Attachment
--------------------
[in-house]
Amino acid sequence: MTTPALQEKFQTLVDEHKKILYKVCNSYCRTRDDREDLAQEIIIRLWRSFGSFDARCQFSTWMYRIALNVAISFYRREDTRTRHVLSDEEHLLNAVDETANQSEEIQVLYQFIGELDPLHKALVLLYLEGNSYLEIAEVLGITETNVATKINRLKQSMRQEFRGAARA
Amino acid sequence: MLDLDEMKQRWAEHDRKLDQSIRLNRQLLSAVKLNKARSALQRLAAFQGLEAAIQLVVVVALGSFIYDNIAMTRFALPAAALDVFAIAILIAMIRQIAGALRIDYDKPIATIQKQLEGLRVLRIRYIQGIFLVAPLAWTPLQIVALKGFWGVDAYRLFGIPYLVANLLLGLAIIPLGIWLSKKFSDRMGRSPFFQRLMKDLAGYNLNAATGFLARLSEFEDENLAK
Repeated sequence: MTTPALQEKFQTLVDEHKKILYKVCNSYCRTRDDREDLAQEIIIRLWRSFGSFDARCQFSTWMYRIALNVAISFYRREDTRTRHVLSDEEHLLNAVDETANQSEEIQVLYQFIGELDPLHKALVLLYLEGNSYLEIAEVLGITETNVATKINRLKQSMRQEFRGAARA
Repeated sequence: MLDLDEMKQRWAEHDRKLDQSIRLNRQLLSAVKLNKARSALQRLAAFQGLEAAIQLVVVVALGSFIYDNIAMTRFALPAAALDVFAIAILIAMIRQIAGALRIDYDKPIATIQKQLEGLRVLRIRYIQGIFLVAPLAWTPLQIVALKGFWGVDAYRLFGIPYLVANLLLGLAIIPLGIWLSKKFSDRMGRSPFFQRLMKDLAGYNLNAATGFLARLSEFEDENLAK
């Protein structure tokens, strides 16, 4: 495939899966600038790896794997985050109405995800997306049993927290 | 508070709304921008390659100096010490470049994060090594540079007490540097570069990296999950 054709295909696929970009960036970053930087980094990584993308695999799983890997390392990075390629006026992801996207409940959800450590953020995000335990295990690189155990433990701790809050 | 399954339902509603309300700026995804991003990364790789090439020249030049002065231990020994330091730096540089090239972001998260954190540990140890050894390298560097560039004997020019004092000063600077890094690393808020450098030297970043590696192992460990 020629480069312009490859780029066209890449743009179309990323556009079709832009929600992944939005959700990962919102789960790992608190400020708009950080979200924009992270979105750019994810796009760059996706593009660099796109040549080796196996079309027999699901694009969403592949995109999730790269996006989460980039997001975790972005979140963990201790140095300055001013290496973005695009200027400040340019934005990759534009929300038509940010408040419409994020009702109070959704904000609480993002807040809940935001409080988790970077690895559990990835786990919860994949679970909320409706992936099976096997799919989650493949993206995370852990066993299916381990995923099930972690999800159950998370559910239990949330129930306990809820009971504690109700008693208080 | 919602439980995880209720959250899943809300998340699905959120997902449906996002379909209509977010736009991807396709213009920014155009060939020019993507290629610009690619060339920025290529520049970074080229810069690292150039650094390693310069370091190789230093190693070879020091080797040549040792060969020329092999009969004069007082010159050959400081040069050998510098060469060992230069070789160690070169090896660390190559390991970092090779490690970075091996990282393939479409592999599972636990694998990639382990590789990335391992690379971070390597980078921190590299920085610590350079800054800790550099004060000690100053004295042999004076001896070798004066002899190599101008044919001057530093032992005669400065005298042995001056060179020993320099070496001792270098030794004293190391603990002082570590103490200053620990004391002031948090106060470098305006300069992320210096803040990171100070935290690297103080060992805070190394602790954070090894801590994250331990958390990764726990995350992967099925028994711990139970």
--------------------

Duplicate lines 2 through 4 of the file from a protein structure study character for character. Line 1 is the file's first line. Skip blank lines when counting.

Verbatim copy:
Amino acid sequence: MTTPALQEKFQTLVDEHKKILYKVCNSYCRTRDDREDLAQEIIIRLWRSFGSFDARCQFSTWMYRIALNVAISFYRREDTRTRHVLSDEEHLLNAVDETANQSEEIQVLYQFIGELDPLHKALVLLYLEGNSYLEIAEVLGITETNVATKINRLKQSMRQEFRGAARA
Amino acid sequence: MLDLDEMKQRWAEHDRKLDQSIRLNRQLLSAVKLNKARSALQRLAAFQGLEAAIQLVVVVALGSFIYDNIAMTRFALPAAALDVFAIAILIAMIRQIAGALRIDYDKPIATIQKQLEGLRVLRIRYIQGIFLVAPLAWTPLQIVALKGFWGVDAYRLFGIPYLVANLLLGLAIIPLGIWLSKKFSDRMGRSPFFQRLMKDLAGYNLNAATGFLARLSEFEDENLAK
Repeated sequence: MTTPALQEKFQTLVDEHKKILYKVCNSYCRTRDDREDLAQEIIIRLWRSFGSFDARCQFSTWMYRIALNVAISFYRREDTRTRHVLSDEEHLLNAVDETANQSEEIQVLYQFIGELDPLHKALVLLYLEGNSYLEIAEVLGITETNVATKINRLKQSMRQEFRGAARA